“Imagination is the beginning of creation. You imagine what you desire, you will what you imagine, and at last, you create what you will” – George Bernard Shaw
This month’s blog extends our artistic development process as we evolve an awareness of creativity.
I’ve spent considerable time, effort, study and analysis working to better understand how a personal cultivation might enhance our creative spirit.
The internet and book stores are full of words and videos that intend to provide these understandings and I find some quite insightful.
Being obtuse in my learning, it sometimes requires that I am beat over the head a few times until words and visuals become a token of knowledge in my spirit. Continuing to push this rock of knowledge up my wisdom mountain a little every day with enduring and repeated efforts has slowly developed intuitions within my awareness that assist me in this effort.
I wanted to provide one of the well founded insights that I happened upon which I’ve found preferred at defining the essential elements of creativity.
Here are these insights:
Creativity is a product of:
It also requires:
Intelligence, flexibility, time and effort
DESIRE. It’s hard to imagine creativity simply happening without a preexisting desire. The person looking for creativity sees possibilities that others tend to miss. The desire must be an active one, accompanied by actions that result in fulfillment of the goal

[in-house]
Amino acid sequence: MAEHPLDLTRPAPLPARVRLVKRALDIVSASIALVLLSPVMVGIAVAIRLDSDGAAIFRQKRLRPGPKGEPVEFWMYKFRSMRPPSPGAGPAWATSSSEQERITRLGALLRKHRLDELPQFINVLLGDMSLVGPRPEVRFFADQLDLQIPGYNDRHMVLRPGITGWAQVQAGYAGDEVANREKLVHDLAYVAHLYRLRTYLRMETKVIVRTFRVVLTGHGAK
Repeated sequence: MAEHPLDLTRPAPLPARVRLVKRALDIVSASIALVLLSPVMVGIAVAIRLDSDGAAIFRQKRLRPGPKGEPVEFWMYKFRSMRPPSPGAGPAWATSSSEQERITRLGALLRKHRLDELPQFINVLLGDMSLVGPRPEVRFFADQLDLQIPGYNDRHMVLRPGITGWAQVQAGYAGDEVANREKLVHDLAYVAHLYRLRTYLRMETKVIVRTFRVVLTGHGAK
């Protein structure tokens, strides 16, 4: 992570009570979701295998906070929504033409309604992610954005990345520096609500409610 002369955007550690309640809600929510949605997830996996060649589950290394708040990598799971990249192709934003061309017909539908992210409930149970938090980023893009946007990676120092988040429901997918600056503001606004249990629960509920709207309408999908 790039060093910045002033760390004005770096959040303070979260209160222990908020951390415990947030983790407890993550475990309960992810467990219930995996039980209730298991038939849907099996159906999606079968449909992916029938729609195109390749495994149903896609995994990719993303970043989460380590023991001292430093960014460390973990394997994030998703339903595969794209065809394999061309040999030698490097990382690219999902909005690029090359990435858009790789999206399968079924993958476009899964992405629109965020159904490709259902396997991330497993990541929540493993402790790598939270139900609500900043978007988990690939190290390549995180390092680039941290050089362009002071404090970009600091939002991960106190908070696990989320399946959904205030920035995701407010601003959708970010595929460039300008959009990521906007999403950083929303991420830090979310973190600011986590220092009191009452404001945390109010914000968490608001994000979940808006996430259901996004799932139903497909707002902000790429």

Creativity implies originality — doing something new — therefore, it also implies difficulty. Few difficult things are even attempted without a deep, active desire to succeed.
The desire must be accompanied by the next element, thought; without thinking and planning, desire is useless.
THOUGHT. One of the biggest difference of a creative photographer is the thinking that precedes and accompanies all aspects of the photographic process. Each of the many controls of photography can alter the final image. To recognize the originality of the unexpected. Only the intelligent, thinking individual will do so.
More often than not, creativity is based on careful thinking, reasoning, planning, and execution. Chance happenings may be part of the process, but the effect can be incorporated into future planning in a controlled manner. This requires thought, intelligence, and insight, as well as some knowledge of past photography. You don’t have to be a photohistorian, but knowledge of theory of photography can be a springboard to new ideas and real creativity.
Thought also implies the ability to distinguish real creativity from imagined creativity. To do something that truly has never been done before requires planning, as well as a great deal of personal insight.
“Art does not reproduce the visible; rather, it makes visible” [Paul Klee Inward Vision]
EXPERIENCE. This can prove to be a double-edged sword. Experience can and should free you from concentrating on the mundane, mechanical aspects of the photographic process and allow you to concentrate on new concepts, techniques, and approaches. Experience tells you what to expect from most things you’ve done previously, freeing you from concerns with the basics. Yet too often, experience tends to lock you into regular habits and proven techniques, stifling creative potential. Every photographer has to guard against allowing experience to become a means of growing stale.
EXPERIMENTATION. Originality doesn’t arrive without experimentation. Nothing new comes from standard ways of seeing or standard ways of using familiar materials. Experimentation runs the risk of failure and most experiments are dead ends. In recognition of this basic truth, photographers shy away from experimentation. You must be willing to try and fail, then try and fail again, and again, and again. This can be frustrating, time-consuming, and costly, but it can also be incredibly rewarding when the experiment yields positive results.